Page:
Forum for Science, Industry and Business

Sponsored by:     3M 
Search our Site:

 

Steroids control gas exchange in plants

06.02.2012
Plants leaves are sealed with a gas-tight wax layer to prevent water loss.

Plants breathe through microscopic pores called stomata (Greek for mouths) on the surfaces of leaves. Over 40% of the carbon dioxide, CO2, in the atmosphere passes through stomata each year, as well a water volume twice that of the whole atmosphere. As the key conduits for CO2 uptake and water evaporation, stomata are critical for both our climate and plant productivity. Thus, not surprisingly, the total number and distribution of stomata are strictly regulated by plants to optimize photosynthesis while minimizing water loss.

The mechanisms for such regulation have remained elusive. New research from Carnegie's Zhiyong Wang, Tae-Wuk Kim and Dominique Bergmann demonstrates that certain plant steroid hormones, called brassinosteroids, play a crucial role in this regulating the number of stomata in the leaf. Their work is published online February 5 by Nature.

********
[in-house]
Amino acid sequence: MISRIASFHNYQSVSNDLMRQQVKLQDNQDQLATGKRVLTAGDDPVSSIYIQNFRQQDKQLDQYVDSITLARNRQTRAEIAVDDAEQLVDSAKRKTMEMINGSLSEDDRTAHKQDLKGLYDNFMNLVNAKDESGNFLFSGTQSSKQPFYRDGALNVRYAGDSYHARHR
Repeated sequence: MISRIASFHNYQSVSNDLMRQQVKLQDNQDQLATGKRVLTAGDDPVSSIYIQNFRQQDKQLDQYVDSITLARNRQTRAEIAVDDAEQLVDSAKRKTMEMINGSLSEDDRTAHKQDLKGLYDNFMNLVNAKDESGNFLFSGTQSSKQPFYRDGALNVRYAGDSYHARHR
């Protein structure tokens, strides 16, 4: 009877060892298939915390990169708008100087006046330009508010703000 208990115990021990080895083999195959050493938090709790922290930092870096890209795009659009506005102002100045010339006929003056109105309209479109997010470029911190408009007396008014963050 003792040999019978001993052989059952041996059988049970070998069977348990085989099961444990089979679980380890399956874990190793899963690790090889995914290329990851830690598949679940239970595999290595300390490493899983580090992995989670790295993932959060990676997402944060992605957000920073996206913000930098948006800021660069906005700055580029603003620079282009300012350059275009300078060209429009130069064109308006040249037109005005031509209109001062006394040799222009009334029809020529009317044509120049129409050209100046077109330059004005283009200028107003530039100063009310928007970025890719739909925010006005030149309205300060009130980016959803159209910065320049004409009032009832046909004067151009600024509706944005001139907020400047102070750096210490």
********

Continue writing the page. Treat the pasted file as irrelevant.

Brassinosteroids are found throughout the plant kingdom and regulate many aspects of growth and development, including inhibition of photosynthetic genes when there is insufficient light for photosynthesis. Mutant plants that are deficient in brassinosteroids show defects at many phases of the plant life cycle including reduced seed germination, activation of light-induced genes and growth behavior in the dark, dwarfism, and sterility.